It's common to experience mild pain at the injection site for 24 to 48 hours. Avoid heat in the injection area for 72 hours. This is a good way to strengthen your back muscles and determine if the injection was given into the correct facet joint. If cortisone is also injected into the joint at the same time, the pain may ease the pain for several weeks.
During an injection into the facet joint, medications that are usually injected include a local anesthetic and cortisone. The doctor recommends an injection into the facet joint to try to determine if the joints are the cause of back pain. Facet joint injections temporarily eliminate pain by filling the facet joint with an anesthetic medication that numbs the joint, ligaments, and the joint capsule surrounding the facet joint. Facet joint pain is experienced anywhere, from the neck and shoulders to the hips and upper thighs and sometimes in the legs.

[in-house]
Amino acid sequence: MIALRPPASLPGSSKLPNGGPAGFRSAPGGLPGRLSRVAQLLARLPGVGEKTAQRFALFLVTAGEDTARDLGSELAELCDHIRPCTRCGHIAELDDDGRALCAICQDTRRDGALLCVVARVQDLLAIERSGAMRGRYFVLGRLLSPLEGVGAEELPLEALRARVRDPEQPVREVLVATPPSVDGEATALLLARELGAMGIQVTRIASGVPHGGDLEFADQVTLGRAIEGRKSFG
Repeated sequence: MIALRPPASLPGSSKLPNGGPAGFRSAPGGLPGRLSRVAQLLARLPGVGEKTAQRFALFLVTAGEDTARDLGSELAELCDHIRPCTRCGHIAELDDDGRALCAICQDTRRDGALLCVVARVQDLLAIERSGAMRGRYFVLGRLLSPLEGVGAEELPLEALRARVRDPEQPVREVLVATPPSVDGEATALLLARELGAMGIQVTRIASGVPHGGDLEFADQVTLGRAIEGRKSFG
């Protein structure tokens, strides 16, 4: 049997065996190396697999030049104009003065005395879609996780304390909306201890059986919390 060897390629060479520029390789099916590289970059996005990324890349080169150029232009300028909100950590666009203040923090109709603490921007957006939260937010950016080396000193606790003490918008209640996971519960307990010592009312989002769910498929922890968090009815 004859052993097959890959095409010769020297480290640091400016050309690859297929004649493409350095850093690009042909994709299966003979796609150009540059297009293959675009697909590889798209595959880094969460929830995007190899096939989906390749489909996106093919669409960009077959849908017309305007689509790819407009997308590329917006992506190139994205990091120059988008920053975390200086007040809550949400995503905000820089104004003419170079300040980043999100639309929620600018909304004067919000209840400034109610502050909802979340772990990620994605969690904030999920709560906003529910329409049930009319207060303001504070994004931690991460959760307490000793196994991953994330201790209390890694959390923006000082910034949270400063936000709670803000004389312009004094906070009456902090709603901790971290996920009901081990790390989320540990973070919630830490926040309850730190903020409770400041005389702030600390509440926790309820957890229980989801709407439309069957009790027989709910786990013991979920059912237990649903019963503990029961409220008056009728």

Once the doctor is sure that it is the facet joint that is causing the pain, other procedures may be recommended to reduce pain over a longer period of time. If facet back joint movement is determined to be limited, encouraging more movement may help relieve pain. If the facet joint is injected and the pain goes away for several hours, this indicates to the doctor that it is very likely that the joint or its closely related tissues are causing the pain. Very small needles are placed inside the joint capsule and a small volume (usually about 1 ml) is placed in each joint.
If the injection into the facet joint is successful, you should expect to experience pain relief for several months. Facet joint injection is a minimally invasive treatment that relieves pain over a long period of time and helps the doctor identify the source of the pain. They all involve injecting an anesthetic and a long-lasting anti-inflammatory steroid into the facet joint. The joint capsule is made up of ligaments and connective tissues that help hold the joint together.
The facet joint injection is one of the safest spinal injections because the needle is usually not close to the spinal nerves. You're more likely to notice faster relief if the joints where the injection was given were the main source of pain.